The following is an official statement of the Manzanar Committee.
At the end of World War II, our community was at a crossroads. Faced with the monumental task of rebuilding lives after the so-called “resettlement,” Japanese Americans had to navigate relating to a country that had just locked them away for no other reason than simply looking like the enemy. We knew firsthand the limitations of our constitutional democracy. We knew what American style racism looked like. It was laid bare by the forced removal and ‘camp’.
Our community, nevertheless, maintained our heritage while embracing the most important democratic ideals enshrined in our Constitution. Inspired by and learning from the civil rights movement, our community sought its rightful place in American society by challenging the old status quo. Asian American studies, political representation, and, perhaps most importantly, redress and reparations were won. Equal representation helped pave the way for redressing the wrongs committed before, during and after World War II. Alien land laws, anti-miscegenation laws and anti-immigrant policies were challenged and overturned. Our community helped craft a new moral vision, a new perspective on what democracy looked like.
Today, our nation, and our community is, yet again, facing new challenges and is at a crossroads. How do we survive and thrive in the midst of racial turmoil and strong anti- democratic impulses? Our community can once again choose to embrace our heritage and the most important democratic ideals of our country, just as we did after camp, to help craft a more perfect union and a new moral vision.
In fact, a bold transformative vision is gradually emerging in our country. This vision is embodied in the calls for justice from the Black Lives movement and from the collective outrage that gripped us all when we witnessed children being torn from the arms of their mothers or seeing them caged and suffering on our southern border. Calls for reparations for the African American community, sanctuary for those seeking refuge within our borders or in the calls for ending racial disparities in healthcare, education and for climate justice, are all part of this new alternative vision.
On April 4, 1967, Dr. Martin Luther King, Jr. delivered a profoundly prescient speech at the Riverside Church in New York City. His speech, entitled “Beyond Vietnam: A Time to Break Silence,” was a powerful anti-war and social justice message, delivered exactly one year before his tragic assassination. Dr. King’s speech is so perfectly suited to our present moment that we’d like to draw from its timeless inspiration.
Following are excerpts from the Riverside Church speech we feel speak to us at this moment:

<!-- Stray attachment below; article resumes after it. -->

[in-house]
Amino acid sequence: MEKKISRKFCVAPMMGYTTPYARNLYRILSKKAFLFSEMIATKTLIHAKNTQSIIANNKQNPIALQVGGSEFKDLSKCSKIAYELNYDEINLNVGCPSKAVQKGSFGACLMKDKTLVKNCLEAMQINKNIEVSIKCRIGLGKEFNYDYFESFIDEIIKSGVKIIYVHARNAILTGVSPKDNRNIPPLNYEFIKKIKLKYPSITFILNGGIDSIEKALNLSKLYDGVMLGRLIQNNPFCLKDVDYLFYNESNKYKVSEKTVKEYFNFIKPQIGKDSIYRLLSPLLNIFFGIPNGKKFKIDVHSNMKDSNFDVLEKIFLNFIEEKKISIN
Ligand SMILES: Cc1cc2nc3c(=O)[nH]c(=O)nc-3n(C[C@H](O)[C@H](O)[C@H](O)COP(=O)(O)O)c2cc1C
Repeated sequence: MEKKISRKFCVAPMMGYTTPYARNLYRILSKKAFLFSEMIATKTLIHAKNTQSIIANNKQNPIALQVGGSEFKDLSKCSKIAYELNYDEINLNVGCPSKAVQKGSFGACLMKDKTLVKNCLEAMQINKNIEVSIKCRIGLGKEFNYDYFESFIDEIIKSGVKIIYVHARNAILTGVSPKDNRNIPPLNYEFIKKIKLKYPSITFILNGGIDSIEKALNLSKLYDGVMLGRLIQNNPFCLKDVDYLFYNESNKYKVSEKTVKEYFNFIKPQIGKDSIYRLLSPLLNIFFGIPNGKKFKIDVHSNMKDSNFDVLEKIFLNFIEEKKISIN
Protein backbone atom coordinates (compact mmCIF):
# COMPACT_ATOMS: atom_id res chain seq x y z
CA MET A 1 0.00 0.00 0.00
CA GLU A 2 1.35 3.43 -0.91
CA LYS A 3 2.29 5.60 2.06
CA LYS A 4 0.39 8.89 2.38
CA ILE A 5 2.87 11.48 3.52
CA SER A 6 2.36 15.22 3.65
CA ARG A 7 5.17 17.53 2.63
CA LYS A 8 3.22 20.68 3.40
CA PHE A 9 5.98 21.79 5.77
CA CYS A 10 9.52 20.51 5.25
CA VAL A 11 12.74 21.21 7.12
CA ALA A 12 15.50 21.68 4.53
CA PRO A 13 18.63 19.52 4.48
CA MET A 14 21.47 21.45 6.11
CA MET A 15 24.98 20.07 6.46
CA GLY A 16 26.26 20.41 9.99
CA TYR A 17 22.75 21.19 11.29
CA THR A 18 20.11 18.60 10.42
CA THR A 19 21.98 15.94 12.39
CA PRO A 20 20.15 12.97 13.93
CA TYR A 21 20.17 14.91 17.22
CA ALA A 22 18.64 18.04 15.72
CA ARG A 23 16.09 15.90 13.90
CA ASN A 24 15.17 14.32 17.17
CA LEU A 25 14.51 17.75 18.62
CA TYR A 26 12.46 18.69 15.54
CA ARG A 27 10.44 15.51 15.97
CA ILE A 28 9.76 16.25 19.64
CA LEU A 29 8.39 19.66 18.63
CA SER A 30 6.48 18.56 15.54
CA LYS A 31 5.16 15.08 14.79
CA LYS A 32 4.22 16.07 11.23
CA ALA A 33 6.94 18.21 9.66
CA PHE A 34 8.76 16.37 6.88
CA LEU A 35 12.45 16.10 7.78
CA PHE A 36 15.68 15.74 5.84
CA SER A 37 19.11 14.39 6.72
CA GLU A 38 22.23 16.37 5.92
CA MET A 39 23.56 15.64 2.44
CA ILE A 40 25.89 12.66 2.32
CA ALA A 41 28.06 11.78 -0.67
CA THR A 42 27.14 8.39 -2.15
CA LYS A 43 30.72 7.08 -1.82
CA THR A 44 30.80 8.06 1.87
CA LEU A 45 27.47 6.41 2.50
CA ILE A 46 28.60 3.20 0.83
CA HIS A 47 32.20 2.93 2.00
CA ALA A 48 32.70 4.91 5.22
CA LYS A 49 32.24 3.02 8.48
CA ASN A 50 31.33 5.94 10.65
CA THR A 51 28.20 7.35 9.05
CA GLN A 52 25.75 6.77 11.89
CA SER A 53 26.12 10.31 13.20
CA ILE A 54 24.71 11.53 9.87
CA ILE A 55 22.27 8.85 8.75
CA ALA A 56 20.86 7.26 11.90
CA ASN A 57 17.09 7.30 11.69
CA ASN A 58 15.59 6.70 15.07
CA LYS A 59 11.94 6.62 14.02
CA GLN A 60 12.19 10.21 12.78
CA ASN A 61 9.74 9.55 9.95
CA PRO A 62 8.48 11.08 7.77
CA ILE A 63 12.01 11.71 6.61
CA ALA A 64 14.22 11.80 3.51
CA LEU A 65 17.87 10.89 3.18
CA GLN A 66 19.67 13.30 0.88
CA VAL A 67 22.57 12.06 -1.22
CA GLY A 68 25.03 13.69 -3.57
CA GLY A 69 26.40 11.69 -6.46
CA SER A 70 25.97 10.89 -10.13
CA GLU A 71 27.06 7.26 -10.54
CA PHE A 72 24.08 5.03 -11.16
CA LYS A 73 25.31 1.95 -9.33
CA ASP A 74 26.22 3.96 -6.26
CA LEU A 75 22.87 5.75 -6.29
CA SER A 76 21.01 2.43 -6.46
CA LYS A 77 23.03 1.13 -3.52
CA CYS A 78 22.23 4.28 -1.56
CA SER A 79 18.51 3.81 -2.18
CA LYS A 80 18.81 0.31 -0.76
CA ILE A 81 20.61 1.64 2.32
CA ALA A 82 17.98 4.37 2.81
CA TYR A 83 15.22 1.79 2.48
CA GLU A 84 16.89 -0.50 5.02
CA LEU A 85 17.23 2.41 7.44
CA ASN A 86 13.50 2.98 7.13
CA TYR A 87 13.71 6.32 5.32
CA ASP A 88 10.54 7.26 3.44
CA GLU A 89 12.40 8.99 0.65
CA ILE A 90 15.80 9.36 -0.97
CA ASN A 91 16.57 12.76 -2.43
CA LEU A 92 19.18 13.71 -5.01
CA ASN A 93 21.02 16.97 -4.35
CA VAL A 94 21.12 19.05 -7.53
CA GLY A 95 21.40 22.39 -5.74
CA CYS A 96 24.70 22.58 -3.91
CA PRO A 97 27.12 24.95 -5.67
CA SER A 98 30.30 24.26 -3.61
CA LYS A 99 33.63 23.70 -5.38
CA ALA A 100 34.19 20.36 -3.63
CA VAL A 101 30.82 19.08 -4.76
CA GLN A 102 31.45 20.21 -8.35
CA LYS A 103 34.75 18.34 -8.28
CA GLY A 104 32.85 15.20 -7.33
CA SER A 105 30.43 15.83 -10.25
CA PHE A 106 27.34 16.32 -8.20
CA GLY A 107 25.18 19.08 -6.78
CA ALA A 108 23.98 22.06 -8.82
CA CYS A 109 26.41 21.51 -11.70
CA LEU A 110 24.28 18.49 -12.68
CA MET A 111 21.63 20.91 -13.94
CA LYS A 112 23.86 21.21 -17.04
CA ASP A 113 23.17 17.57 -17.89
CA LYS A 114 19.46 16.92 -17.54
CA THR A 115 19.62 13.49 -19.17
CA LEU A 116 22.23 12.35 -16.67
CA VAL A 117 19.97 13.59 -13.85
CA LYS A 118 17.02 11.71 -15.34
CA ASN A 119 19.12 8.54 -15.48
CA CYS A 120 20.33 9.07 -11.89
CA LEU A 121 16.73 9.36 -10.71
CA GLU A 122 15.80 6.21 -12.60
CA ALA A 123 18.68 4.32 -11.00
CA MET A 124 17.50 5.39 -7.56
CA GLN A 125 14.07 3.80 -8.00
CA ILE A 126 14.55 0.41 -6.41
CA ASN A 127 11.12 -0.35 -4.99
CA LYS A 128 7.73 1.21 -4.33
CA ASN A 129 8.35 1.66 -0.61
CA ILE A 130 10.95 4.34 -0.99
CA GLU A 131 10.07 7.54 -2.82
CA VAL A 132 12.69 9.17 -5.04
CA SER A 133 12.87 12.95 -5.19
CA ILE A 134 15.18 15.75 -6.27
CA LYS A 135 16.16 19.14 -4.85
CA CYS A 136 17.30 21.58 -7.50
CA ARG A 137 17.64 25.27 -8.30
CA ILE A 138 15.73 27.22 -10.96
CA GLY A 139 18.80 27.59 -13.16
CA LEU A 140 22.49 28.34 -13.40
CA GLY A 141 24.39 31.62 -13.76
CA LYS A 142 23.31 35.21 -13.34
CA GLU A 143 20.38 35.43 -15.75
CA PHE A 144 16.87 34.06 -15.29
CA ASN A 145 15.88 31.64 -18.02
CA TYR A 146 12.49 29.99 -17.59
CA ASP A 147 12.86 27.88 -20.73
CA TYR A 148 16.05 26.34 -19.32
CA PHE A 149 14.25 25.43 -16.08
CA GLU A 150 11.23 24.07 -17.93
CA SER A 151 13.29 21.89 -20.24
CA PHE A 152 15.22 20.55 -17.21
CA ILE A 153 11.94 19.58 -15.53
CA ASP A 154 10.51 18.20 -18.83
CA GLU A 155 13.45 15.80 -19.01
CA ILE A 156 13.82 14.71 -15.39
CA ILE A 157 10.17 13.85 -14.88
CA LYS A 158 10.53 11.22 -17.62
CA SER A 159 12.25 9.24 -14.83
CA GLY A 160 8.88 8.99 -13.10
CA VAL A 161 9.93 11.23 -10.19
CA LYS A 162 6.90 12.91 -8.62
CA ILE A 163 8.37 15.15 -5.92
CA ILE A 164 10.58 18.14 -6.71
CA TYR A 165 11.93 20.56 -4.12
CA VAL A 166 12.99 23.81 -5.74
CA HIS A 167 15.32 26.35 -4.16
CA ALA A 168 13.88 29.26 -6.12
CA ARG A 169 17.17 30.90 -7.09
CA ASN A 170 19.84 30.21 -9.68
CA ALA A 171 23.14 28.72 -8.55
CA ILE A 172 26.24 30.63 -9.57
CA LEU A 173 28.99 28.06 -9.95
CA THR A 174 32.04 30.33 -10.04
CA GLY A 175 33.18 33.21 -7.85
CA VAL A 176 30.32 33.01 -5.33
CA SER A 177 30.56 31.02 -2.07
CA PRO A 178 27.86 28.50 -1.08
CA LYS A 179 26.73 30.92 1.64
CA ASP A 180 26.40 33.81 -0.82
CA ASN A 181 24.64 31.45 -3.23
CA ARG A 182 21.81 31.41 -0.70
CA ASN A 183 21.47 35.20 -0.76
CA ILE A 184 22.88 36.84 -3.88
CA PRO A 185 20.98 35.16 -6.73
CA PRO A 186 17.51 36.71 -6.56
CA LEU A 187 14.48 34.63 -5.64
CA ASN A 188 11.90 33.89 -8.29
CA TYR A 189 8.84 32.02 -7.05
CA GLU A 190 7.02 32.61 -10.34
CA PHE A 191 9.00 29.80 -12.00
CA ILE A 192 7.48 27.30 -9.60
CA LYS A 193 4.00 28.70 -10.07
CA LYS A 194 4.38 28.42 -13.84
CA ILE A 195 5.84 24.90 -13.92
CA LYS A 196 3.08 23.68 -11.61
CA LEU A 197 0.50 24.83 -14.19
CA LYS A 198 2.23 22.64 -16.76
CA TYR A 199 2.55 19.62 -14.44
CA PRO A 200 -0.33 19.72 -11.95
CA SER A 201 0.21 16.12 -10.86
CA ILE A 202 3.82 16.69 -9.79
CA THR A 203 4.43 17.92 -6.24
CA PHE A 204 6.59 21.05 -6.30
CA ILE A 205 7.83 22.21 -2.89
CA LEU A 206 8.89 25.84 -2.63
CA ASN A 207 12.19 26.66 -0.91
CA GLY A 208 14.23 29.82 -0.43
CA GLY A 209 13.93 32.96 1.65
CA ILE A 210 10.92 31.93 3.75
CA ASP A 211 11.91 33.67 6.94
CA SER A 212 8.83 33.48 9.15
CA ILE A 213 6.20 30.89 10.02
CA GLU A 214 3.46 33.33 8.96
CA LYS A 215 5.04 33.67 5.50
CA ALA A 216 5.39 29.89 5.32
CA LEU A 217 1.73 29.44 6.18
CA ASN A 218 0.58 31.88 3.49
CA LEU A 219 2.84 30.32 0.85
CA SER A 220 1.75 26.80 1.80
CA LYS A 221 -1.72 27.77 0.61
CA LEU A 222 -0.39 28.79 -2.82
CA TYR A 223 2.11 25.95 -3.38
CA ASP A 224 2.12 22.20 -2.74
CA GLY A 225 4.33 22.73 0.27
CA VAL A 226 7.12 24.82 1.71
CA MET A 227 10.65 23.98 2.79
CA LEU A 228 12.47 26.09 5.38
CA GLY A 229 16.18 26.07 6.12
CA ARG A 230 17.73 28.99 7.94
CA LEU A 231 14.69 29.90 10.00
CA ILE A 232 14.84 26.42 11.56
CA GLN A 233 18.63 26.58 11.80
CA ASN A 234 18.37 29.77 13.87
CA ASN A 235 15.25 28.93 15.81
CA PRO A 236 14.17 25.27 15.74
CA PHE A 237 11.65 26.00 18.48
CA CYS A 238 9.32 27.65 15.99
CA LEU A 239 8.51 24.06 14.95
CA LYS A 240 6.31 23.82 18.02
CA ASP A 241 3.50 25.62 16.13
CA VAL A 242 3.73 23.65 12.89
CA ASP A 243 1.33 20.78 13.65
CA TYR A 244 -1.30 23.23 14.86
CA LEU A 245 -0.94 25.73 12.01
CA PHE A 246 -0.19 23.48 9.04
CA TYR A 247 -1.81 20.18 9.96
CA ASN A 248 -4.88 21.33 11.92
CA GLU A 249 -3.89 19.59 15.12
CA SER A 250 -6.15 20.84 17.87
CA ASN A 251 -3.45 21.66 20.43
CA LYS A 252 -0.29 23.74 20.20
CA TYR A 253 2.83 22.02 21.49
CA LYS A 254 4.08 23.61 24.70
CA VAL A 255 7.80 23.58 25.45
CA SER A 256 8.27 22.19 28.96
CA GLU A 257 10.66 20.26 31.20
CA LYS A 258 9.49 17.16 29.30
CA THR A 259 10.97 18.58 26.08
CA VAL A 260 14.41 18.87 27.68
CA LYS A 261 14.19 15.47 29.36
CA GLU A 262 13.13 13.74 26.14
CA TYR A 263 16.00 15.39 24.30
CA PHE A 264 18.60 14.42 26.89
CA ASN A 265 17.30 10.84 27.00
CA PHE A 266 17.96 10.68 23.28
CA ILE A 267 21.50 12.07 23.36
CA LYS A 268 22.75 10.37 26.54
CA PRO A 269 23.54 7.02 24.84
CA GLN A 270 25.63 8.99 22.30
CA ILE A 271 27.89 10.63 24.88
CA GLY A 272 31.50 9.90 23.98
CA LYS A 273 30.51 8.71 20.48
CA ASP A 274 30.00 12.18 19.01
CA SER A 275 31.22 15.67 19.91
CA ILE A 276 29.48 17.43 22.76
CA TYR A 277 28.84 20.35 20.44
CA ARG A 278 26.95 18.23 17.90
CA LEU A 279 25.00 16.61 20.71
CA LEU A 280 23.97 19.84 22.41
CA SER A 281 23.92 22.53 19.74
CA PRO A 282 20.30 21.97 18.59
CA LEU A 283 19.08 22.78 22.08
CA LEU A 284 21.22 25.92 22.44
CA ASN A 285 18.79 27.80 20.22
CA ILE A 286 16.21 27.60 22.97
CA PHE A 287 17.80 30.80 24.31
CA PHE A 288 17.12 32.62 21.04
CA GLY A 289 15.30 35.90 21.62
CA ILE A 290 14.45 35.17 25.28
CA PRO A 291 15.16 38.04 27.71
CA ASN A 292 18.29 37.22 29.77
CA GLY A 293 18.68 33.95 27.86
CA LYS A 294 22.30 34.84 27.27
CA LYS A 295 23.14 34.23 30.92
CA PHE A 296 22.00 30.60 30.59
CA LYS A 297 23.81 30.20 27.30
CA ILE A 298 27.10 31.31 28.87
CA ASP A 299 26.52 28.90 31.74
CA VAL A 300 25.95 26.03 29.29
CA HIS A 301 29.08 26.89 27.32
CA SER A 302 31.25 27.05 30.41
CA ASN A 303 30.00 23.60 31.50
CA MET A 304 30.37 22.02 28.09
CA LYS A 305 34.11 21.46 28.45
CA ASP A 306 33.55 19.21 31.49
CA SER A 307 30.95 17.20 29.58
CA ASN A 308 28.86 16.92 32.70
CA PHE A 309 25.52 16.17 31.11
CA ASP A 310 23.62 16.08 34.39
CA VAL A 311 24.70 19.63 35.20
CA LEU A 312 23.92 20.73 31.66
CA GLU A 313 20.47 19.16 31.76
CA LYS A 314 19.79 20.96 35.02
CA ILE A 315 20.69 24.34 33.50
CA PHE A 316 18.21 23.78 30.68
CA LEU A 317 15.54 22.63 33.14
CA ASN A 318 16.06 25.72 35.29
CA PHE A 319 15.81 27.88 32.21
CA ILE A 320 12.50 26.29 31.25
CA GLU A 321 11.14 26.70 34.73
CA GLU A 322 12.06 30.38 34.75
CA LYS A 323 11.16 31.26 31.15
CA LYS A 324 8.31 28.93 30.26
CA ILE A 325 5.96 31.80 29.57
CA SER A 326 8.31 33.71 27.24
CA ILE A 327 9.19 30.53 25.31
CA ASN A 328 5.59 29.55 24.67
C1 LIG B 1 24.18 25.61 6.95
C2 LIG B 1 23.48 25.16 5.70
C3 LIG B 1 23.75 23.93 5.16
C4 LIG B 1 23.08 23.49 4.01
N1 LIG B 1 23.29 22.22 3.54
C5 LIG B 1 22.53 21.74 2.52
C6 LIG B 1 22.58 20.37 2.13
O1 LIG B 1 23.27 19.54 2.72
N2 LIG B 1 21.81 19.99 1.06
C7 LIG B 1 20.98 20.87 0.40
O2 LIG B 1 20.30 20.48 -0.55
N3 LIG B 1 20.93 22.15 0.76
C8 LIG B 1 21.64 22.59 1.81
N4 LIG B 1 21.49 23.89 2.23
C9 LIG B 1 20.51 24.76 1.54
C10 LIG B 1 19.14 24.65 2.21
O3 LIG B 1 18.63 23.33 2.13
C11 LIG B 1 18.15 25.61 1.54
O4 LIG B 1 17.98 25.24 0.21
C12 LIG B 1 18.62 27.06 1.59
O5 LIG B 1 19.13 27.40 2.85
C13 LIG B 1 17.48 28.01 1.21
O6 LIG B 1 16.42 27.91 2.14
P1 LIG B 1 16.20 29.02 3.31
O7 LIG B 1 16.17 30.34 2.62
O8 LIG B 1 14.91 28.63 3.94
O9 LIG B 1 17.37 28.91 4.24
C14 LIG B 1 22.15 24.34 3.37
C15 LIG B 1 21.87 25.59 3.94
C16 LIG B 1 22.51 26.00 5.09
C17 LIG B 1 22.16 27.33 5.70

I am convinced that…we as a nation must undergo a radical revolution of values.
America, the richest and most powerful nation in the world, can well lead the way in this revolution of values. There is nothing except a tragic death wish to prevent us from reordering our priorities so that the pursuit of peace will take precedence over the pursuit of war. There is nothing to keep us from molding a recalcitrant status quo with bruised hands until we have fashioned it into a brotherhood.
This I believe to be the privilege and the burden of all of us who deem ourselves bound by allegiances and loyalties which are broader and deeper than nationalism and which go beyond our nation’s self-defined goals and positions. We are called to speak for the weak, for the voiceless, for the victims of our nation and for those it calls “enemy,” for no document from human hands can make these humans any less our brothers.
Dr. King concludes:
…we must rapidly begin the shift from a thing-oriented society to a person-oriented society. When machines and computers, profit motives and property rights, are considered more important than people, the giant triplets of racism, extreme materialism, and militarism are incapable of being conquered.
Now let us begin. Now let us rededicate ourselves to the long and bitter, but beautiful, struggle for a new world… Shall we say the odds are too great? Shall we tell them the struggle is too hard? Will our message be that the forces of American life militate against their arrival as full men, and we send our deepest regrets? Or will there be another message—of longing, of hope, of solidarity with their yearnings, of commitment to their cause, whatever the cost? The choice is ours, and though we might prefer it otherwise, we must choose in this crucial moment of human history.
We are now faced with the fact, my friends, that tomorrow is today. We are confronted with the fierce urgency of now. In this unfolding conundrum of life and history, there is such a thing as being too late.
“Beyond Vietnam: A Time to Break Silence” by Dr. Martin Luther King, Jr., April 4, 1967 Riverside Church, New York, New York
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